A Playbook for The Last ECB Decision of 2022
Markets assign a roughly 90% chance to the ECB downshifting to a 50bps hike at this meeting, after back-to-back 75bps moves at the prior two meetings. While highly likely, such a slowdown in the pace of tightening is unlikely to be a unanimous decision among policymakers, with several – including Holzmann and Schnabel – having expressed reluctance to ease off the economic brake pedal before seeing further concrete signs that inflation in the eurozone has peaked.
Said signs are beginning to emerge, with the latest ‘flash’ HICP data pointing to a sharp moderation in price pressures last month, with the headline gauge rising by 10.0% YoY, down from 10.7% a month prior. Almost all of this decline, however, was driven by a sizeable decline in energy prices, and a surprise 0.2pp rise in core inflation to 6.6% YoY will give the hawks some ammunition coming into Thursday’s decision.
While headline inflation is beginning to recede, the ECB’s staff macroeconomic projections are likely to see the HICP forecast revised sharply higher in both 2022 and 2023, with the ECB simply ‘marking to market’ its projections, as it has done for much of the year. The 2024 forecast is of much more interest, however, given its use as a signalling tool for longer-run policy expectations, and may be revised downwards from the 2.3% seen in September, closer to the 2% price target. In any case, drawing conclusions about the future policy path from this forecast seems folly, given the deep recession that the eurozone looks set to endure this winter, and in early-2023.
Perhaps it will prove to be the balance sheet where the hawks are able to ‘flex their muscles’ a little more.
Markets have been awaiting colour on the timing, speed, and scale of balance sheet reduction plans for some time now, and with rate normalisation well under way, the December meeting seems an opportune time for policymakers to provide more guidance on this matter. Outright asset sales, akin to the BoE’s action over the last couple of months, seem off the cards, with policymakers instead more likely to decide on a gentler course of action – gradually reducing the amount of bond holdings which are reinvested, halting reinvestments entirely by the end of next year at the latest. The quicker the pace of balance sheet reduction, the more hawkish such a decision should be interpreted as.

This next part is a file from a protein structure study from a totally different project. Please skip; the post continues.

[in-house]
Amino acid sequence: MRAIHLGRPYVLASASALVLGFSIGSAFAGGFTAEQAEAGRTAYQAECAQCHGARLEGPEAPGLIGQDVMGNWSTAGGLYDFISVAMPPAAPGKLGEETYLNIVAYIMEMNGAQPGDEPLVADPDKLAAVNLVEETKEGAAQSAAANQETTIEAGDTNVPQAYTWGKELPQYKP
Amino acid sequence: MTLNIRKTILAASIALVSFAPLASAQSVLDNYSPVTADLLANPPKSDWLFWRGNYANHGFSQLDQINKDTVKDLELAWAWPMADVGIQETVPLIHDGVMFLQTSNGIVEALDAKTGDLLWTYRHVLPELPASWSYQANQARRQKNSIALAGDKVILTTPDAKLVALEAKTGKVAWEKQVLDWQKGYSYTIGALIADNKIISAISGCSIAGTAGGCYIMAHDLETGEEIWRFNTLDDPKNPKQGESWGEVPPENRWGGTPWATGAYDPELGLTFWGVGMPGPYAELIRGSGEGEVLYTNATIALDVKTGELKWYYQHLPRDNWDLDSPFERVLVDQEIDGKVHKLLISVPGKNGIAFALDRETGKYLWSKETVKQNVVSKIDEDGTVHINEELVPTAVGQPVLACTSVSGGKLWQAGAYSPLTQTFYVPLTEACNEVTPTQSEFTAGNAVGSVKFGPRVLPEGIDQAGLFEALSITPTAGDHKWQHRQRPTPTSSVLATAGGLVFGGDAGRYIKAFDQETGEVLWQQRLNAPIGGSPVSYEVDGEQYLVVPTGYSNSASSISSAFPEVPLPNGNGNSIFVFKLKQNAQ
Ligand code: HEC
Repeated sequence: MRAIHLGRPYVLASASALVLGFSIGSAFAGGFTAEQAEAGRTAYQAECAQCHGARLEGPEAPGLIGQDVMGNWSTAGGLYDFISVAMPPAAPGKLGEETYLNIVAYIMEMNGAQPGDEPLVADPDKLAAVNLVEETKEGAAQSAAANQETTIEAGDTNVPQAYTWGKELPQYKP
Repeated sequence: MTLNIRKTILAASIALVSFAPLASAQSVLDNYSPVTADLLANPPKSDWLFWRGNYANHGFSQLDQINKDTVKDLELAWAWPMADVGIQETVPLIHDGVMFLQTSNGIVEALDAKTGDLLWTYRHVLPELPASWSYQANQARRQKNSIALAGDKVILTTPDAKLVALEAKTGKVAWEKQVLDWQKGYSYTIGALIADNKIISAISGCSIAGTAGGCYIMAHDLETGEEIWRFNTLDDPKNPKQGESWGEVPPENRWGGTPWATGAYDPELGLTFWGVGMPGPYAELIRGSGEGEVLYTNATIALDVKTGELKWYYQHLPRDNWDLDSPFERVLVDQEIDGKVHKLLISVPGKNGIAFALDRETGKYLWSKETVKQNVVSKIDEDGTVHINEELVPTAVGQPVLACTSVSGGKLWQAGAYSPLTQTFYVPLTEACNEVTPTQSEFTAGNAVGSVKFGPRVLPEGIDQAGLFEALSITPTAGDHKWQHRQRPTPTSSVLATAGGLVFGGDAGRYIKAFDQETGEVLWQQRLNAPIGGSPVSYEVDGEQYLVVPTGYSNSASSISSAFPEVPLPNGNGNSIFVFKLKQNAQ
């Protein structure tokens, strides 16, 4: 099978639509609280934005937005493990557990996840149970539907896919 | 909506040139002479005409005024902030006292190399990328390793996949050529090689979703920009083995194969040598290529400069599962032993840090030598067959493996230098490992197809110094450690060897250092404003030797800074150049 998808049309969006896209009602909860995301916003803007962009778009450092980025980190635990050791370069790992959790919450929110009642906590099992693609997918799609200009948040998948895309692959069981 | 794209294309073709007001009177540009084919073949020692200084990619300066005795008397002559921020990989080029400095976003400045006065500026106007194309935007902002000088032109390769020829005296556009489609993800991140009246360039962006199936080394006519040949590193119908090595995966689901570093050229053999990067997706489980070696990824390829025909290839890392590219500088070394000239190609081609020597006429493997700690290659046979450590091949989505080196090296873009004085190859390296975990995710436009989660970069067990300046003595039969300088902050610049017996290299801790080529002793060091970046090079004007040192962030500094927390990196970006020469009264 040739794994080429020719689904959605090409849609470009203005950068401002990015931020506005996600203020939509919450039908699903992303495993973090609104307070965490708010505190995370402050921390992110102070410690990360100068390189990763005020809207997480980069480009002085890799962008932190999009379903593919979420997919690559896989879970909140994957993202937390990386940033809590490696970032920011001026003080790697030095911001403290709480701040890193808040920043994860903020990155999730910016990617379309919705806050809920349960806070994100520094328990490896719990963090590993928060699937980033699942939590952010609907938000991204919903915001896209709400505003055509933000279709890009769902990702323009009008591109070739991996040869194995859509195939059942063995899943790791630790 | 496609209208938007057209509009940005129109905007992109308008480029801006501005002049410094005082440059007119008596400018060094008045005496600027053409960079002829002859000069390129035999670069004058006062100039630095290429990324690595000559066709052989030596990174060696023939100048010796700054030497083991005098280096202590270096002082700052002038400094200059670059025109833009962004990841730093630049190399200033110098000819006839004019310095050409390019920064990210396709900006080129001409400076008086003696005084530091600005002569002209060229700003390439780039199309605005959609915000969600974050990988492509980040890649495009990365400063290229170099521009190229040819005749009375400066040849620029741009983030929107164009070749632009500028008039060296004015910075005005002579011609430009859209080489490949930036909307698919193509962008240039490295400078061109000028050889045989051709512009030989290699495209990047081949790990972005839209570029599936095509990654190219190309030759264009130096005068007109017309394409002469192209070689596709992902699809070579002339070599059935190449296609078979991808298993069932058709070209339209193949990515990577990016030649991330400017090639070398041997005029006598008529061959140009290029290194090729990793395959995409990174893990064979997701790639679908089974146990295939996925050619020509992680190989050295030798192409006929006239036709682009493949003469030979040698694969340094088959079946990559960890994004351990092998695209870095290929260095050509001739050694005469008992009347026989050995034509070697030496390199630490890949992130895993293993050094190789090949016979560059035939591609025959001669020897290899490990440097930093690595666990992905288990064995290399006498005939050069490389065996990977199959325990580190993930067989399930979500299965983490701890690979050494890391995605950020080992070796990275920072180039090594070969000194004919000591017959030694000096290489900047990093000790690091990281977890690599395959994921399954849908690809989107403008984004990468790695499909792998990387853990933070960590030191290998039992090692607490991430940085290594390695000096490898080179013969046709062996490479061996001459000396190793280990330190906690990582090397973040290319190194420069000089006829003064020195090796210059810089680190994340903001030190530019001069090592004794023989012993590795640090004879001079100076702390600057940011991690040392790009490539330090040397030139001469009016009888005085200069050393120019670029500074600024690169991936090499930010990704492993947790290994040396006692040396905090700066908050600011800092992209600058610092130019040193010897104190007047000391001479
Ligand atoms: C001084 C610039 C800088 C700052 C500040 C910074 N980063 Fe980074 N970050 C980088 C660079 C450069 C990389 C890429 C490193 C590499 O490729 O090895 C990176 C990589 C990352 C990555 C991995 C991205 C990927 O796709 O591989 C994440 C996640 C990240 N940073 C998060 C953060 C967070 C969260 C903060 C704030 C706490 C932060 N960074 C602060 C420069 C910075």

This might not be good news for the EUR, however. The quicker liquidity is drained from eurozone debt markets, and the less the ECB is seen as a backstop for said markets, the more markets are likely to worry once more about fragmentation risk, pressuring the currency. All eyes should be on the BTP/Bund spread to monitor this, with a widening back above 200bps to be interpreted as a warning sign that markets are not taking the ECB’s QT in their stride.
Speaking of the EUR, we come into the meeting with the common currency delicately poised – though with the latest US inflation figures, and the final FOMC decision of the year both due before we hear from the ECB, traders should be aware of much more than just domestic factors.
Nevertheless, EUR/USD has spent much of the last week consolidating at the 50% level of the YTD decline; a move to the upside would target the 61.8% retracement at 1.0750, while the bears may look to capitalise on any declines and move us towards a test of the 200-day moving average at 1.0350 once again.
Given the busy US calendar this week, traders looking to trade the EUR over the ECB may want to look at the crosses for cleaner opportunities; EUR/JPY, for instance, has recently broken out of the bearish trend that has been in place since mid-October, while EUR/NZD looks to be building a base at 1.6415 after falling 6% in around 6 weeks.
As for equities, Germany’s DAX finds itself stuck bang in the middle of its recent range ahead of the ECB meeting, though did form a ‘golden cross’ on Friday, with the 50-dma crossing above its 200-day counterpart. It must be noted, however, that this signal doesn’t have the best of records at pointing to further gains. Since 2010, the signal has been produced six times (limited sample, so caveats apply), with the subsequent 10- and 30-day returns being positive and negative on an equal number of occasions.
In the here and now, it seems more likely that we see a downside break of the recent range, with the prospect of a bullish catalyst in the form of a dovish ECB surprise seeming rather remote.
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